Proposition Ensures the Long Term Future of O.O. Denny Park
The Finn Hill Park and Recreation District Board of Commissioner’s recently voted unanimously to endorse Proposition 2, the parks operation and maintenance levy that Kirkland residents will vote on this November. One provision of Proposition 2 would provide a permanent source of funding for the Kirkland Parks Department to take over maintenance of O.O. Denny Park, a beautiful lakefront park on Holmes Pt. Drive.
Since 2002, the Finn Hill Park and Recreation District (FHPRD) has maintained and operated O.O. Denny Park, funded by a separate levy paid by Finn Hill residents. Finn Hill voters approved that levy and created the FHPRD, after King County closed the park due to a budget crisis in 2002. The FHPRD levy expires in 2014, and would have to be renewed in order to provide continued support for the park. After annexation by Kirkland in June, 2012, Finn Hill residents have also paid general taxes to the City of Kirkland, a portion of which goes to support other parks throughout the city.
If Proposition 2 passes, the FHPRD Board of Commissioners have indicated they will vote to eliminate their separate tax levy for 2013 and beyond, and support an orderly handoff of maintenance and operation of O.O. Denny Park to the city in early 2013. The FHPRD would continue to exist through 2013 in order to invest its remaining rainy day fund in capital improvements to O.O. Denny Park, with plans to vote itself out of existence late in 2013 when those projects are complete.
“This community stepped up in the past to ensure the survival of this jewel of a park, which was threatened by King County budget cuts. With annexation complete, it is now time to ensure a permanent source of funding for management of this beautiful park asset within Kirkland’s expanded boundaries”, said Board Chairman Rick Smith. “Proposition 2 will ensure Kirkland Parks has the funding to take on that role permanently. In addition, Proposition 2 will provide funding for future acquisition of new park land in underserved neighborhoods in the annexation areas, such as the east side of Finn Hill. Due to the current maintenance levy, Finn Hill residents pay more for parks than any other residents within Kirkland. Proposition 2 changes that and is a fair deal for Finn Hill.”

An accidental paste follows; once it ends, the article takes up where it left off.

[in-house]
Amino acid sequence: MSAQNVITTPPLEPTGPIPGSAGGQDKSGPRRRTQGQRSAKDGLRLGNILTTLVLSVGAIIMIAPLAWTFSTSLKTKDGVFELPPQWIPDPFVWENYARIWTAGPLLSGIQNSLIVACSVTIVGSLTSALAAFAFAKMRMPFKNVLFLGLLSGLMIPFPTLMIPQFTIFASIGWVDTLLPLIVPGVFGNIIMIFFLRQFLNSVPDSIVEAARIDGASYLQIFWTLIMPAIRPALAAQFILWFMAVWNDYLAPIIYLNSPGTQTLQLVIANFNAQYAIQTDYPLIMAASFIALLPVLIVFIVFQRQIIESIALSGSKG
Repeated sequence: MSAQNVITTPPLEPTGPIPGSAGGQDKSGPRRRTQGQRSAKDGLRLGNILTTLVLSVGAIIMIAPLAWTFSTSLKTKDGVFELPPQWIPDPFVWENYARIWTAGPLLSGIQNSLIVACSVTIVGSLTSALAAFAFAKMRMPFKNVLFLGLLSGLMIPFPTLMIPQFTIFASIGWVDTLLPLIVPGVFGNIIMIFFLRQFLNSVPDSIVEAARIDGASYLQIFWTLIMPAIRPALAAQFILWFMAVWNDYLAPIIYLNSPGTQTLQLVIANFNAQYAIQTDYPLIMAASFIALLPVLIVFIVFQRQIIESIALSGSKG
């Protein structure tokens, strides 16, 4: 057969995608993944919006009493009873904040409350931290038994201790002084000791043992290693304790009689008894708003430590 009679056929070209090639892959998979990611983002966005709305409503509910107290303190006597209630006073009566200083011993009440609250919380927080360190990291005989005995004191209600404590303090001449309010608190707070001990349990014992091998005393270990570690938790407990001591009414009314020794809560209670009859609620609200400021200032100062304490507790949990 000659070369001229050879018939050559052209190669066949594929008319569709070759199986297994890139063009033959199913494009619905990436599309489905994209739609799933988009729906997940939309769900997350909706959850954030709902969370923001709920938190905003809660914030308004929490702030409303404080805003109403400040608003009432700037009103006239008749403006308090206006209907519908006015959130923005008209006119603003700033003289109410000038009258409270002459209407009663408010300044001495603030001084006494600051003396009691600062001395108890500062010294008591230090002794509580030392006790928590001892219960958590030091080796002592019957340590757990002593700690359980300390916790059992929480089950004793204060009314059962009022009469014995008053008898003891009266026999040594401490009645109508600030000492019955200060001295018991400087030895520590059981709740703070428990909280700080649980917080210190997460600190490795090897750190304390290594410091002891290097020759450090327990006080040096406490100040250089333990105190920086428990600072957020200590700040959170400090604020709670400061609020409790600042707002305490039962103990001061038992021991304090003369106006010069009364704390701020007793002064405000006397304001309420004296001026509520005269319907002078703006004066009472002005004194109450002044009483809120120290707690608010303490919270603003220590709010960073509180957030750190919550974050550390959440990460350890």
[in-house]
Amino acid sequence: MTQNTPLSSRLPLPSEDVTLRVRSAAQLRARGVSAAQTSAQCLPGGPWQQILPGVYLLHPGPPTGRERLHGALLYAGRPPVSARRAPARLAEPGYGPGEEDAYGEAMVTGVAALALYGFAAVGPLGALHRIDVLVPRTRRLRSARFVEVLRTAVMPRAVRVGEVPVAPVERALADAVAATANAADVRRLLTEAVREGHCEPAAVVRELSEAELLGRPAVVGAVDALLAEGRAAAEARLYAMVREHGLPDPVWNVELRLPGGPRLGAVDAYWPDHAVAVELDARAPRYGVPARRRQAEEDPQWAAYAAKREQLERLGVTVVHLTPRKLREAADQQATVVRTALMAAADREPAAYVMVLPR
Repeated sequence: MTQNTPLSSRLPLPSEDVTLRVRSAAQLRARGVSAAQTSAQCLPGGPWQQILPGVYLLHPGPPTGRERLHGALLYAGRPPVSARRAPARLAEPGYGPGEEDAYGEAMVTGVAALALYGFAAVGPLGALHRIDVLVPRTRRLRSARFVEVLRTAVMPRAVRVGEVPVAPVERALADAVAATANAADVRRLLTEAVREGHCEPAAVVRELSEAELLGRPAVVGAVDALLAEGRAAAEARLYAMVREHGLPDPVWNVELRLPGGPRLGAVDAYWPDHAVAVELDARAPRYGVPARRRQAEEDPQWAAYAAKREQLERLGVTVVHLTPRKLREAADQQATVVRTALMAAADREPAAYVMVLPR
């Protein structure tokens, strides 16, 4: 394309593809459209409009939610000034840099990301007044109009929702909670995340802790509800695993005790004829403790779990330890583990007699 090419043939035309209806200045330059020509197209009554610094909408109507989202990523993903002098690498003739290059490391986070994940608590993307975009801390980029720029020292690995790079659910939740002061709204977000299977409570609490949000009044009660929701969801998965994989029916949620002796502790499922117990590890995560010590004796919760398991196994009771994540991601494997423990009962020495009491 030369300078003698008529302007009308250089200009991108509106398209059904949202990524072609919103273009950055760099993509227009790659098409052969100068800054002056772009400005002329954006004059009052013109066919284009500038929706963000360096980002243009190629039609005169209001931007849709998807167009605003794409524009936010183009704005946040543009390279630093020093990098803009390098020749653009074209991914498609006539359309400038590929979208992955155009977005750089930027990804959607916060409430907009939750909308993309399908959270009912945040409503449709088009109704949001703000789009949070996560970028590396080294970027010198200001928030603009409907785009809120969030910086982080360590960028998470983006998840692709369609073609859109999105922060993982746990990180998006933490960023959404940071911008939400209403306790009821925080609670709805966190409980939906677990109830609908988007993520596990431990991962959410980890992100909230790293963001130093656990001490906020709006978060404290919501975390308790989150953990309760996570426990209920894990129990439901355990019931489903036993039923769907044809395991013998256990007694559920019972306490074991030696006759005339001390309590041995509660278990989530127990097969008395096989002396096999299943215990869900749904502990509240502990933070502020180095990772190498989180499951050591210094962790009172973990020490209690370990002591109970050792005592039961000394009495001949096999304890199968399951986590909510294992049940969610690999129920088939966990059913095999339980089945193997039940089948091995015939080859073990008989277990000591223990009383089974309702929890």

Proposition 2 will have a minimal impact on Finn Hill property taxes, which have dropped since annexation to the city. The proposed levy amount ($0.16/$1000 of assessed valuation) is larger than the current assessment ($0.06/$1000) that Finn Hill residents pay for O.O Denny Park. However, the net increase ($0.10 per $1000 of assessed valuation) represents only 5% of the property tax reduction that Finn Hill residents have realized since annexation ($1.96 per $1000 of assessed valuation). Even after factoring in other fees associated with living in Kirkland, the park levy would not result in an increase in taxes for Finn Hill homeowners over what they paid as King County residents.
The endorsement resolution passed by the Board of Commissioners also states that the parks system is one of Kirkland’s greatest assets. Furthermore, the resolution states that the passage of Proposition 2 will help ensure a vibrant and healthy park system, which is vital the future of the city and an important contributor to our quality of life in Kirkland.
O.O. Denny Park sits on land that is owned by the City of Seattle. The land was willed to Seattle by the widow of Orville O. Denny after he died in 1916. A provision of her will stipulates that if the land ceases to be used as a park, ownership is to revert to a local charity, with the likely outcome that the land would be sold for private development. The land was formerly the Denny family’s summer vacation home and was first turned into a park by the Civilian Conservation Corps in 1934.